So how can someone from Gartner say that "the top 10 vendors, now at 70 percent, compared with 68 percent in 2012" without even a whisper of currency exchange rates. We are talking apples and oranges. Yet, how many stock trades were made on the basis of that statement.

Table 2

Top 10 Worldwide Semiconductor Manufacturing Equipment Vendors by Revenue (Millions of U.S. Dollars) -


(click to enlarge)

So, I estimate that the semiconductor equipment market really dropped 7.5 percent less than reported by Gartner or SEMI, i.e., -4 percent, not -11.5 percent. This is in terms of unit shipments that are independent of currency exchanges. In other words, 4 percent less equipment was sold worldwide in 2013, not 11.5 percent less.

During down periods equipment manufacturers would not typically raise selling prices of their equipment for obvious reasons. A product mix may result in increased average selling prices, however. For example, if ASML (NASDAQ:ASML) sells more immersion DUV scanners priced at $30M than i-line scanners priced at $5 million, its aggregate ASP will increase for the same total number of scanners sold.

Reporting revenue decreases of 11.5% for the semiconductor are misleading and harmful. Why does this matter? It makes companies such as Applied Materials look really good, when in fact I am quite negative about them. As an illustration, a valid comparison is AMAT's revenues versus Lam Research's revenues. Both companies compete head-to-head in their bread-and-butter product line and both are in the U.S. with no currency adjustments. AMAT's growth decreased 1.0 percent while LRCX's growth increased 12.7%. As I pointed out in previous Seeking Alpha articles, when you bring in a guy running a $1 billion company and ask him to run a $5 billion company, then make him CEO to run a $10 billion company, something does not make sense.

Another example is that Table 1 shows revenues that are aggregates of a company's individual sectors. AMAT, for example, is in more than a dozen sectors such as etch and deposition (and subsectors of those such as metal, oxide and poly etch), but only the aggregate number was published. Yes I know Gartner makes its fortune collecting numbers from individual vendors and selling the aggregate back to them, but a little knowledge (Table 1) is a dangerous thing.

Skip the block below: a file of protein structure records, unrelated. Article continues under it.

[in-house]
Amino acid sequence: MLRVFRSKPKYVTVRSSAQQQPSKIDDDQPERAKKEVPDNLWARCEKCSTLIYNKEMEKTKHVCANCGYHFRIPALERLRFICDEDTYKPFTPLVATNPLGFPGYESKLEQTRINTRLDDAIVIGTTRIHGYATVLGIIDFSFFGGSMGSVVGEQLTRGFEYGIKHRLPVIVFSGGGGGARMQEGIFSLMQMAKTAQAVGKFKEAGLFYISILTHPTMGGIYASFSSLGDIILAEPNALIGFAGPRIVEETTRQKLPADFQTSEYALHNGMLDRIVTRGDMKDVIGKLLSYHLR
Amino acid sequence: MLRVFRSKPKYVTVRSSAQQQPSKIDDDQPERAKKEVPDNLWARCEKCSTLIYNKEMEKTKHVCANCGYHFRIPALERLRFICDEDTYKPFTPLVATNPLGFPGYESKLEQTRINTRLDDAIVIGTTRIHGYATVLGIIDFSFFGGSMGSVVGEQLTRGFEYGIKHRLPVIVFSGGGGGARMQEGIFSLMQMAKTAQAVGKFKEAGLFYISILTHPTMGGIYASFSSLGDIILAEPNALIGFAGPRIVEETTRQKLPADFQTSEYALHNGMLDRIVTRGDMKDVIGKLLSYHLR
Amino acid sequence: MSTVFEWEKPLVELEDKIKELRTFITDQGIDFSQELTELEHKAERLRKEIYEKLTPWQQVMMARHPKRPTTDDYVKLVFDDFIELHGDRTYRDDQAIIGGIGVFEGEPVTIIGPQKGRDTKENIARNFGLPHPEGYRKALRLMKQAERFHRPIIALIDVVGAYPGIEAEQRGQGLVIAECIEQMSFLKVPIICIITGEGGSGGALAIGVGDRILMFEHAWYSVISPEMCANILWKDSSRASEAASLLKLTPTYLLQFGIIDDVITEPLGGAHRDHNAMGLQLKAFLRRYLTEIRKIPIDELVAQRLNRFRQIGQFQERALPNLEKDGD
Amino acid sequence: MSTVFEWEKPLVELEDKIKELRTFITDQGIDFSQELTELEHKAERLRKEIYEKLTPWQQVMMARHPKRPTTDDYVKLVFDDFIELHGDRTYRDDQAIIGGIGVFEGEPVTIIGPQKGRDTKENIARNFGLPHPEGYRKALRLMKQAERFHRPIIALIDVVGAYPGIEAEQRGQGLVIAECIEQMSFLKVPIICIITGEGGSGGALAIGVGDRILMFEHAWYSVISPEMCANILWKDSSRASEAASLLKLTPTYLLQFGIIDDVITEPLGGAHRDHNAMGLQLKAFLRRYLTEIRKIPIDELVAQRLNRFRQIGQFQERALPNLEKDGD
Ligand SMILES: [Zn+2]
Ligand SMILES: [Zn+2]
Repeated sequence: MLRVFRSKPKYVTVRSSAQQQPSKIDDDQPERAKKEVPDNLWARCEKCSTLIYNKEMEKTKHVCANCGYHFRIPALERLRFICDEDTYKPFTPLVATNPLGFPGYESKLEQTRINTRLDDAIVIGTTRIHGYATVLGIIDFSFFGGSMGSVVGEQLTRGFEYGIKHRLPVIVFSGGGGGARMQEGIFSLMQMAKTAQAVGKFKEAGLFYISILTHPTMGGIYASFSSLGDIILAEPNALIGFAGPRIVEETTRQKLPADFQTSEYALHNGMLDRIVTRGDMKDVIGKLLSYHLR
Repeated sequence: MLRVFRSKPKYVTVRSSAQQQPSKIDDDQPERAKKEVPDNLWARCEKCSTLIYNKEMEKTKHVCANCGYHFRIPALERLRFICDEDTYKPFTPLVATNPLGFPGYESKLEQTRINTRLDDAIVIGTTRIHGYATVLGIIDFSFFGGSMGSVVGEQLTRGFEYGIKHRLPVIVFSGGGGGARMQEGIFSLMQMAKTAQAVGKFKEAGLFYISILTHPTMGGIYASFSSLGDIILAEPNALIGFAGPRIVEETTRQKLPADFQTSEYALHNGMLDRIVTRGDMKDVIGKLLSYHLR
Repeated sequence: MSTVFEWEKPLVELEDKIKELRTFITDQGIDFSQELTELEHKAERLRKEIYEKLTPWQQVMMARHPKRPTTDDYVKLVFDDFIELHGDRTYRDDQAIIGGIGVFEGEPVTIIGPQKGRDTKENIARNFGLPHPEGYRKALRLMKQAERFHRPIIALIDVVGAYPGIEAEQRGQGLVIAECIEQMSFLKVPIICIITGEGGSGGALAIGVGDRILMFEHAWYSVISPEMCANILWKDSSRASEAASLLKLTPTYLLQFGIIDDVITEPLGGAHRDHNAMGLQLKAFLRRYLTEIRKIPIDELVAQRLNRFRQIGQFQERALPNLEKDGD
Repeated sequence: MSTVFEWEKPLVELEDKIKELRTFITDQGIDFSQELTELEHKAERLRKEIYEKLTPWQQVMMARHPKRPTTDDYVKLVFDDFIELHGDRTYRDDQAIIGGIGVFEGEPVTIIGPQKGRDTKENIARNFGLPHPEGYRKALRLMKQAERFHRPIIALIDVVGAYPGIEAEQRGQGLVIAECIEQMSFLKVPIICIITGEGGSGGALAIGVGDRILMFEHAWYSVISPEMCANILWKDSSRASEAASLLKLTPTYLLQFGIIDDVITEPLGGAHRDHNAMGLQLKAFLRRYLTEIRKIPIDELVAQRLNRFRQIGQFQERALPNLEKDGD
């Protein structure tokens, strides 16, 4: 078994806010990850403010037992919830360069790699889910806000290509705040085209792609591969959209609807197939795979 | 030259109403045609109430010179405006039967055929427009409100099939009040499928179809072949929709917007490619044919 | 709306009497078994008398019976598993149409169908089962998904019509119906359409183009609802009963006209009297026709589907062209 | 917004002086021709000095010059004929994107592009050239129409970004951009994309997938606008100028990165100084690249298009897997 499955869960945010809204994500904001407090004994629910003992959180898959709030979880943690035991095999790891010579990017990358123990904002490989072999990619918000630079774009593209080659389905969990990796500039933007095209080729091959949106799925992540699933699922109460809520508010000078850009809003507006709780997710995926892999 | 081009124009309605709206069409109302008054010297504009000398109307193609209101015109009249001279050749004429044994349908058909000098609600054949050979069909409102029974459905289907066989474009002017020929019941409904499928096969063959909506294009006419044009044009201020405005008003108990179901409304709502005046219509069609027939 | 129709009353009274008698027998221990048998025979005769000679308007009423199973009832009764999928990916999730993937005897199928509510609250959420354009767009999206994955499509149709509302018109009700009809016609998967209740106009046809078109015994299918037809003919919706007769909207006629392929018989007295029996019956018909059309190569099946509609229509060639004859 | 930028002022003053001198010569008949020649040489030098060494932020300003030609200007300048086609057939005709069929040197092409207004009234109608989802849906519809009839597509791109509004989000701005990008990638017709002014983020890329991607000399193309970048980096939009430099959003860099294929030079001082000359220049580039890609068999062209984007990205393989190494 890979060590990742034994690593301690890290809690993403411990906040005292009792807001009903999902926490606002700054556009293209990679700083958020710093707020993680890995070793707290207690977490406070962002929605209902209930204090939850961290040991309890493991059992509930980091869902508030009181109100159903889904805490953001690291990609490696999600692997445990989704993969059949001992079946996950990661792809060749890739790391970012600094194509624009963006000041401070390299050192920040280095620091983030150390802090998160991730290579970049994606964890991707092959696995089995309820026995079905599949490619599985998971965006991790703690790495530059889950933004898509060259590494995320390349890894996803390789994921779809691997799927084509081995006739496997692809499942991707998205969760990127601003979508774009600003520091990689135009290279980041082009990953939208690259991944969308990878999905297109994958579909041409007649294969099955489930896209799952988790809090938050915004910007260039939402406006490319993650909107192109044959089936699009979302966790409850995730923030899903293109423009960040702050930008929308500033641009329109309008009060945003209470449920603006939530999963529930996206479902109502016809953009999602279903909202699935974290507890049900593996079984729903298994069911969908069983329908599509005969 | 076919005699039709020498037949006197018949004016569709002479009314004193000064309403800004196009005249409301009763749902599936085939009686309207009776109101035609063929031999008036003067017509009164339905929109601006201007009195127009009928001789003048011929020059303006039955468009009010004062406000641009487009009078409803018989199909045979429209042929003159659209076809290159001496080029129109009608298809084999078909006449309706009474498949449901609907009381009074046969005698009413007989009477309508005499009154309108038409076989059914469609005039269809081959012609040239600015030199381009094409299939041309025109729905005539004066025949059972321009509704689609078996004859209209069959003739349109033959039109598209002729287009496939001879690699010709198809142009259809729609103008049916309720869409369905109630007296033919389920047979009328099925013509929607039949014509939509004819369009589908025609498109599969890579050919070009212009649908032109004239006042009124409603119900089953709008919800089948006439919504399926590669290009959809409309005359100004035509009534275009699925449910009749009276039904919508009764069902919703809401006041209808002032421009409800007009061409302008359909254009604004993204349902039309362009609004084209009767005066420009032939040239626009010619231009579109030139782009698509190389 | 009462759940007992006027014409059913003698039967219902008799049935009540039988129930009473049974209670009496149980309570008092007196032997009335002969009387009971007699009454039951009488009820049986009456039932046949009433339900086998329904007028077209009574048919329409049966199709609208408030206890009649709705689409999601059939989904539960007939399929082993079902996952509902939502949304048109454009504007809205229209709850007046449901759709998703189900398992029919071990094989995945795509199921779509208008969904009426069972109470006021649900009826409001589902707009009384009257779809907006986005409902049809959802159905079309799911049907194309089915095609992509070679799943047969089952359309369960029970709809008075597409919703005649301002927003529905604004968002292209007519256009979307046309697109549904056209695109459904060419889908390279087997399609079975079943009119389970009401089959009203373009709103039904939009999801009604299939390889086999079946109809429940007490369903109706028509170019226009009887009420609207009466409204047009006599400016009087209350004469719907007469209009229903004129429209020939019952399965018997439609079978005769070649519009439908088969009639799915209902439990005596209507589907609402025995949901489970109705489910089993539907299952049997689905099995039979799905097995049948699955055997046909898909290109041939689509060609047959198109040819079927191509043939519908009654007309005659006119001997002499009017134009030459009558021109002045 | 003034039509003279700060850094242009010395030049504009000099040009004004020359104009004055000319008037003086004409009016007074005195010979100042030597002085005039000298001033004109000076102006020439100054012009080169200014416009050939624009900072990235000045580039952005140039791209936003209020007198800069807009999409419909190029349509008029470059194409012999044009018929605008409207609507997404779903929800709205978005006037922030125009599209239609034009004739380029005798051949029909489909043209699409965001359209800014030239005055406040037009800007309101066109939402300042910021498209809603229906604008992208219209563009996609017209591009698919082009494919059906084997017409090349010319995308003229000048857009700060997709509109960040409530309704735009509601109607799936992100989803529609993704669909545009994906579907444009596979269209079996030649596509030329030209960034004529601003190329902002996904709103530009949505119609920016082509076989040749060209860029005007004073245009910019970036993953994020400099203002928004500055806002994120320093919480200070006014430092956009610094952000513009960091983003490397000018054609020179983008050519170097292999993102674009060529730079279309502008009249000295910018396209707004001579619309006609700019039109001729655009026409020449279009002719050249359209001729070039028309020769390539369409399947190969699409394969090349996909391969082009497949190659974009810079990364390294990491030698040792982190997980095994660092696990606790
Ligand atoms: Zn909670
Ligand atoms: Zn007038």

For example, in the Metal Dry Etch Sector, from one of our clients, we have been told that Gartner has reported in the market share database it sells that Applied Materials gained a 5 percent share of the market. There are three participants in the Metal Etch Sector, Applied Materials, Lam Research and Hitachi High Technologies. From Table 1 it appears that Applied took market share from Hitachi High-Tech because it can be inferred that AMAT's revenues dropped only 1.0 percent whereas Hitachi High-Tech's revenues decreased 24.2 percent. In fact, Hitachi's revenues grew 3.2 percent in its Process Equipment division in local currency but dropped 17.6 percent in US Dollars, whereas the negative growth shown in Table 1 is attributed to decreases in its Metrology and Inspection division. But Table 1 makes no disclaimer, and merely paints a broad brushstroke about the entire semiconductor equipment industry.

The old adage "keep it simple, stupid" does not apply in this market and industry.

Disclosure: I have no positions in any stocks mentioned, and no plans to initiate any positions within the next 72 hours. I wrote this article myself, and it expresses my own opinions. I am not receiving compensation for it (other than from Seeking Alpha). I have no business relationship with any company whose stock is mentioned in this article.